Another is the postmodern is an ‘explorative way of imbuing themes that may or may not contain a narrative’, rather than a ‘narrative way to imbue themes that may or may not contain exploration’. I feel presumptuous offering a definition, but I know I’m only as presumptuous as everyone else doing the same. A digression – would that make ostensibly ‘plotless’ (or at least ‘plot-second’, I have written about this slight misnomer before) comedies like Seinfeld and It’s Always Sunny In Philadelphia postmodern?
Either way, putting narrative second is necessarily freer but also more complicated on account of writing being an act of meeting a reader somewhere between yourself and them, and readers expecting narratives. The freedom it does gain though earns the author the ability to literally explore more themes per word. Because of this in postmodern works I have found the process of digging up core themes will dig up related themes, like trees connected at the roots. At least if done right.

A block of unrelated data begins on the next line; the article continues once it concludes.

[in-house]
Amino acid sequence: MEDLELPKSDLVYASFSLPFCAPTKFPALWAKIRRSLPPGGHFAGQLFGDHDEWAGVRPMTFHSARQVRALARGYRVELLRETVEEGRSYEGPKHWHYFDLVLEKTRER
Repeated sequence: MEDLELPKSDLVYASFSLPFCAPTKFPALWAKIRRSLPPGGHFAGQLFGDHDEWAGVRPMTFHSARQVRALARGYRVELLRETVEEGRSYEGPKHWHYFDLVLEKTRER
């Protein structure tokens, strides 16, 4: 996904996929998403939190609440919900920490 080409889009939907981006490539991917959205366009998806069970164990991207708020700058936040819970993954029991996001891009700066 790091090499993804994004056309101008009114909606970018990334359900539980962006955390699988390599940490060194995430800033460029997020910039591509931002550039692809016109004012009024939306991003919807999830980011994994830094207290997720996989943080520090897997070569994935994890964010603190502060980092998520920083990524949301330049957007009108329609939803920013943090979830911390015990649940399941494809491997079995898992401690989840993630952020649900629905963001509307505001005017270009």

I think that’s why I find the theme -> motif approach so offensive. To me it is literally backward. With so many motifs, how could you walk past the fun of doing motif -> theme instead? You never know what you’ll find – especially if you’re clever.
Instead, those classmates, when asked about White Noise, with its explorations of capitalism, the death of information, collective mentalities, the sources and fragilities of solidarity, crushing temporality, and the corruption of innocence, answered simply, at least at first.
“It’s about America.”
I’m being unfair of course. I consider Mitchell and Webb’s beautiful tragicomedy Peep Show, laden with its motifs about co-dependency, self-hate, weakness of will, and broken ambitions postmodern.
And when I’m asked what its about?
“It’s about England.”
“Fear is unnatural. Lightning and thunder are unnatural. Pain, death, reality, these are all unnatural. We can’t bear these things as they are. We know too much. So we resort to repression, compromise and disguise. This is how we survive in the universe. This is the natural language of the species”.
I looked at him carefully.
“I exercise. I take care of my body.”
“No you don’t,” he said.